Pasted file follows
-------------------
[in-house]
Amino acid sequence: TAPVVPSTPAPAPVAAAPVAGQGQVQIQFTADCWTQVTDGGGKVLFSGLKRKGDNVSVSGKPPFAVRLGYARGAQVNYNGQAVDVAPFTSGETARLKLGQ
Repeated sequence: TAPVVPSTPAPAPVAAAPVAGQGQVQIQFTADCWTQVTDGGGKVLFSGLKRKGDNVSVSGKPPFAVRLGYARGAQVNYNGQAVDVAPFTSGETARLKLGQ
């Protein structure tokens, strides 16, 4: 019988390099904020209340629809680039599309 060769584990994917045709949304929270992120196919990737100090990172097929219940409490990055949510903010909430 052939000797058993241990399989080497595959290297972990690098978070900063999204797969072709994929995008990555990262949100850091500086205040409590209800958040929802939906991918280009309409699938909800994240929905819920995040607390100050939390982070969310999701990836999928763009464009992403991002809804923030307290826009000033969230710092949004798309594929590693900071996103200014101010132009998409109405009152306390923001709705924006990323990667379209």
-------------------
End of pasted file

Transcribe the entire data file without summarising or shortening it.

[in-house]
Amino acid sequence: TAPVVPSTPAPAPVAAAPVAGQGQVQIQFTADCWTQVTDGGGKVLFSGLKRKGDNVSVSGKPPFAVRLGYARGAQVNYNGQAVDVAPFTSGETARLKLGQ
Repeated sequence: TAPVVPSTPAPAPVAAAPVAGQGQVQIQFTADCWTQVTDGGGKVLFSGLKRKGDNVSVSGKPPFAVRLGYARGAQVNYNGQAVDVAPFTSGETARLKLGQ
């Protein structure tokens, strides 16, 4: 019988390099904020209340629809680039599309 060769584990994917045709949304929270992120196919990737100090990172097929219940409490990055949510903010909430 052939000797058993241990399989080497595959290297972990690098978070900063999204797969072709994929995008990555990262949100850091500086205040409590209800958040929802939906991918280009309409699938909800994240929905819920995040607390100050939390982070969310999701990836999928763009464009992403991002809804923030307290826009000033969230710092949004798309594929590693900071996103200014101010132009998409109405009152306390923001709705924006990323990667379209």